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Dickensian review – a labour of love obscured by too much fog and too many hats

Christmas Eve, and old Mr Havisham is dead. His daughter, Amelia (Miss Havisham) and her half-brother Arthur are doing the stuff people do when a parent dies – mourning, funerals, wills etc, the last of which doesn’t go well for Arthur, inheritance-wise. Ebenezer Scrooge and Jacob Marley (not dead – not yet), the Wonga of their day, are entering into the spirit of the season of goodwill by pursuing debts, even from the old fella at The Old Curiosity Shop whose granddaughter Nell is dying. Though later Nell, watched over by Mrs Gamp, doesn’t die. The poor – Bob and his Cratchit family etc – prepare for a wretched Christmas in bleak but cheerful poverty. An urchin boy scuttles off with a message for Fagin, a demand for the services of Nancy, about which her bit of rough Bill Sikes is not best pleased …

What the Dickens? Dickensian (BBC1, Saturday), that’s what. Tony Jordan has taken a whole bunch of Dickens characters from their novels and put them into something else. So many Dickens characters, many more than the above. Also the Bumbles, Mr and Mrs; Compeyson shows up, handsome and criminal; in one house – the Bleak one – the Barbary family live; Mr Pickwick’s down the Queen Vi … I mean the Three Cripples. It’s like EastEnders meets A Christmas Carol meets Great Expectations meets Oliver Twist meets Bleak House meets Our Mutual Friend, and I’ve certainly missed some out. Meets Agatha Christie, too, because here’s another body – Marley’s this time – coshed over the head and left lying in the snow. Inspector Bucket’s playing Miss Marple, with some forensic help from Mr Venus the taxidermist (CSI 19th-century London). It’s not going to be easy to find out whodunnit though; as Scrooge says, Bucket’s problem “will not be discovering who hated Jacob Marley enough to kill him, but rather finding someone who didn’t”.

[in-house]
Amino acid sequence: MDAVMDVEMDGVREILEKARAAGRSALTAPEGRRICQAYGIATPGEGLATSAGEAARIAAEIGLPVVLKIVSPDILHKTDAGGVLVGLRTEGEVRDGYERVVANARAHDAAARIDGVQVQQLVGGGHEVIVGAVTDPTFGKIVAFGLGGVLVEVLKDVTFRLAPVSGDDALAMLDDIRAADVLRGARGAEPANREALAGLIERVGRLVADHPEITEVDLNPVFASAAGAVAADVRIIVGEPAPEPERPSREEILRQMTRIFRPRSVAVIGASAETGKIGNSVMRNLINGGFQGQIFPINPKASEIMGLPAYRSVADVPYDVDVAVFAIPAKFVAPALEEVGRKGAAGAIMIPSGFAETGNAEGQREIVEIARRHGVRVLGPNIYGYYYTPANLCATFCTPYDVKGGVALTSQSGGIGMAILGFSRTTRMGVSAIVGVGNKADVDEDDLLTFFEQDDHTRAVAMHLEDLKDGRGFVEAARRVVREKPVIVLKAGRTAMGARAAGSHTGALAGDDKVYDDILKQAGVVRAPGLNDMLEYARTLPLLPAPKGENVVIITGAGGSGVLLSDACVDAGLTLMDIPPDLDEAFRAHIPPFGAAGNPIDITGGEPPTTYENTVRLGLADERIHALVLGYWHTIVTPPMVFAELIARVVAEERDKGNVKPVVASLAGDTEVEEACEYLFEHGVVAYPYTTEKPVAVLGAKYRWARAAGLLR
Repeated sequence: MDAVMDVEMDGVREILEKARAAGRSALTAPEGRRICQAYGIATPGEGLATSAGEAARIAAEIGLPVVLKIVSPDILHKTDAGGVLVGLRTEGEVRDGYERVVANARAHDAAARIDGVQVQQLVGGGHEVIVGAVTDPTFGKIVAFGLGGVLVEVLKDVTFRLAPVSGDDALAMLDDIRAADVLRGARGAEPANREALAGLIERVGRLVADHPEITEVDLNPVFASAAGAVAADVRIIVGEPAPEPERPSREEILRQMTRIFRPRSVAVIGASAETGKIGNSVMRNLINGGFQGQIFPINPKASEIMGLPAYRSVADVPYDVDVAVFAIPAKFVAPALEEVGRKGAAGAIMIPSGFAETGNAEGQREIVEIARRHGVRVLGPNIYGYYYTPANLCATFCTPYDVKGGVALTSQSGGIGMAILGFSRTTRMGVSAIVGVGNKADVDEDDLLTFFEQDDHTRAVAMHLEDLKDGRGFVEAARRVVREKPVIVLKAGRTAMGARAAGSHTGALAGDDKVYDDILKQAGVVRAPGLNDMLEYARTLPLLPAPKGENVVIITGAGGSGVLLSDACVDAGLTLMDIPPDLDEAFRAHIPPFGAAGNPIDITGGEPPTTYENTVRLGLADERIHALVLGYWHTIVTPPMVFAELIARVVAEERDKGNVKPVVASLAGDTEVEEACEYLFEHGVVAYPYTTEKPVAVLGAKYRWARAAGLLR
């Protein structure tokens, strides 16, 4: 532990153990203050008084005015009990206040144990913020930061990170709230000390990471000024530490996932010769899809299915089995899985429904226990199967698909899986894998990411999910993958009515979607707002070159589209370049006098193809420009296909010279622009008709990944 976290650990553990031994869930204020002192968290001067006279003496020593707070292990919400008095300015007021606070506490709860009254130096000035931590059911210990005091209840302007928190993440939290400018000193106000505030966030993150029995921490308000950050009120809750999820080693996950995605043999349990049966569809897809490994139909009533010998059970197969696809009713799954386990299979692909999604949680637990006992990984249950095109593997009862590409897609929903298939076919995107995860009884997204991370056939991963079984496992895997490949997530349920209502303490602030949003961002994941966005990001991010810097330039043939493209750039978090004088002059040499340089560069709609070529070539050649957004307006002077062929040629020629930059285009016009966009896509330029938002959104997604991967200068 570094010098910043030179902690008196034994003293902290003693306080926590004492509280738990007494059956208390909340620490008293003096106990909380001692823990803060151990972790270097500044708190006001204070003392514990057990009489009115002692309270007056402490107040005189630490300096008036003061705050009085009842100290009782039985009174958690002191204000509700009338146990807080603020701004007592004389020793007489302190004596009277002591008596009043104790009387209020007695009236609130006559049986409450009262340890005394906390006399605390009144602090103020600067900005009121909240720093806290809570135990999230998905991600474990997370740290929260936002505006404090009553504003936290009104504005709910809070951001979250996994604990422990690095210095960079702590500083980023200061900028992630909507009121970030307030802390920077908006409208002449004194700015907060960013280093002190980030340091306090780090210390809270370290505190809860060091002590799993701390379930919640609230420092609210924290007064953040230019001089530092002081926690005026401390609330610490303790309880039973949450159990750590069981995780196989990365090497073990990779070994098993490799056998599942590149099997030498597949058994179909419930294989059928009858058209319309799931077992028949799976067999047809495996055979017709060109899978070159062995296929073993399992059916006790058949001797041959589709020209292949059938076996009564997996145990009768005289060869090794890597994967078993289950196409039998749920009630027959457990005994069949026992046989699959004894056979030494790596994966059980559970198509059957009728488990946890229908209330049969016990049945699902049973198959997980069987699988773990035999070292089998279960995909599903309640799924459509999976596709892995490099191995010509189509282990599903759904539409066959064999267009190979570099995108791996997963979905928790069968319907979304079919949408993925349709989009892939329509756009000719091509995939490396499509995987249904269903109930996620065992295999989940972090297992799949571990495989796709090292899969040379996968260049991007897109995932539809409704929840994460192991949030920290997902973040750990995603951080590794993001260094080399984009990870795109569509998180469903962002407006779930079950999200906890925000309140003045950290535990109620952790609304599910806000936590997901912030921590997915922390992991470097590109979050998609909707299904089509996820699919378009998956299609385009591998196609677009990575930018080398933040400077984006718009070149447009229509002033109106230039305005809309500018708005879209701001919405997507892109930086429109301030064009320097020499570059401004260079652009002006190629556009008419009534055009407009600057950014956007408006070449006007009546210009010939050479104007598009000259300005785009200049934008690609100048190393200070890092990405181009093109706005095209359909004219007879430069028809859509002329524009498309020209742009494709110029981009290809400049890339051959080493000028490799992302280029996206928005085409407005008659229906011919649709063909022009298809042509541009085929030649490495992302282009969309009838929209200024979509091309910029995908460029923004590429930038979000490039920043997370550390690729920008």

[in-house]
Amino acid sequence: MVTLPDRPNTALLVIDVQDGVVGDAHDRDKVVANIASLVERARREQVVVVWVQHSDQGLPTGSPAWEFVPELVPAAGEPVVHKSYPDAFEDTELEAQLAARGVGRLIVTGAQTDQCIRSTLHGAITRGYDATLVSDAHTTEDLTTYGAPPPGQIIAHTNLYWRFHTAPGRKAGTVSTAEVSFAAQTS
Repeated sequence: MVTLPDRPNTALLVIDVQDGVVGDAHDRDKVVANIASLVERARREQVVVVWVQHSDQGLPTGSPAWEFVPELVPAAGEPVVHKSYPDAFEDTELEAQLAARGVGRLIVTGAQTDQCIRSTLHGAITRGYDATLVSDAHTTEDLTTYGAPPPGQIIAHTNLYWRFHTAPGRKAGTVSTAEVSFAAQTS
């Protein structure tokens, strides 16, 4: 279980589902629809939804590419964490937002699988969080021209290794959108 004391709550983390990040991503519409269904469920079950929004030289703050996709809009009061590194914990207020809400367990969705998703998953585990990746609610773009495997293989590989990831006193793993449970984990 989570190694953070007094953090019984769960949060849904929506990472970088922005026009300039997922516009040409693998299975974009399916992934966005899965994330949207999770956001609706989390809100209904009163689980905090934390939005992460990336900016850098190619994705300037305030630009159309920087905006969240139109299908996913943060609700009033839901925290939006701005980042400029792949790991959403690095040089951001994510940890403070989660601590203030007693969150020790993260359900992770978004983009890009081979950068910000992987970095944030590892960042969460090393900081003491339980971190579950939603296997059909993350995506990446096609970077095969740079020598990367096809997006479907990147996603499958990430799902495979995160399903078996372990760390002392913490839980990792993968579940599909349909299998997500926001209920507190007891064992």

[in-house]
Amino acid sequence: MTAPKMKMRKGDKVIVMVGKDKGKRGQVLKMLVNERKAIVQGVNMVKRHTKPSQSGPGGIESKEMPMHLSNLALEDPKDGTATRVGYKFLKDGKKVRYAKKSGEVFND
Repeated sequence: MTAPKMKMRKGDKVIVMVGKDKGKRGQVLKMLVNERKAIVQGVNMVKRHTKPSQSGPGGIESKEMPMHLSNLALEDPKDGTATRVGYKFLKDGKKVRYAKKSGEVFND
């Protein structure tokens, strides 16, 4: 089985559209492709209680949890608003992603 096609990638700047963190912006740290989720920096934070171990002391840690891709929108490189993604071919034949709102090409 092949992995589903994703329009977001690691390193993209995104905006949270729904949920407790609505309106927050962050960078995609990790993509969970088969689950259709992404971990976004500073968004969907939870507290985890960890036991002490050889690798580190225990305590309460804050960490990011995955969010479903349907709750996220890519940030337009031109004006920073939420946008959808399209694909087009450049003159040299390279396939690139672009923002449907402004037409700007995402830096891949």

The set is beautiful, and there are showy Dickensian performances from a starry cast. It’s clever, certainly, and must have been a labour of love, unpicking all these people from their works, weaving them into something else. I don’t doubt Jordan’s understanding of Dickens and his characters: he’s probably the most Dickensian television writer there is. (There’s a but coming, can you tell?)

My problem is with the whole exercise – starting with the characters, someone else’s, and then figuring out what they’re going to be doing. Are things not better if they grow together, as one, characters, stories, style, themes etc? And the problem with these particular characters is that the new thing is never going to be as good as the thing they came from. Plus there are too many of them, far too many, all at once, all wearing hats. I’ve read all of the above novels (by “read”, I’m including “seen on the telly”, obviously). And I’m having real problems figuring out what the bleedin’ ’ell is going on. It’s clear like the fog down by the dock where Fagin lives.

It – the fog – does lift a bit; by the end of the second episode (of 20! that’s a big ask), I’m a bit less fuddled. And it begins to pick up momentum of its own. But I wonder how many of the viewers who set off will get this far.

Also starry and beautifully done, but less muddled: And Then There Were None(BBC1, Saturday and Sunday). Well, there are only 10 of them for starters, in the art deco house on Soldier Island off the coast off Agatha Christie’s Devon. Then nine …

West Country noir: And Then There Were None.
West Country noir: And Then There Were None. Photograph: Robert Viglasky/BBC/Mammoth Screen/Robert Viglasky

In some ways, it’s modern. Not just the cocaine, the swearing, the graphic violence and abundant claret, but there’s also a fashionable gloominess and an oppressive psychological tension more often found in thrillers from Scandinavia than in AC television adaptations. New genre, perhaps: West Country noir?

But it also manages to be loyal, not just in plot but in spirit as well. I think the queen of crime would approve. I certainly do. Mass murder rarely gets as fun as this.


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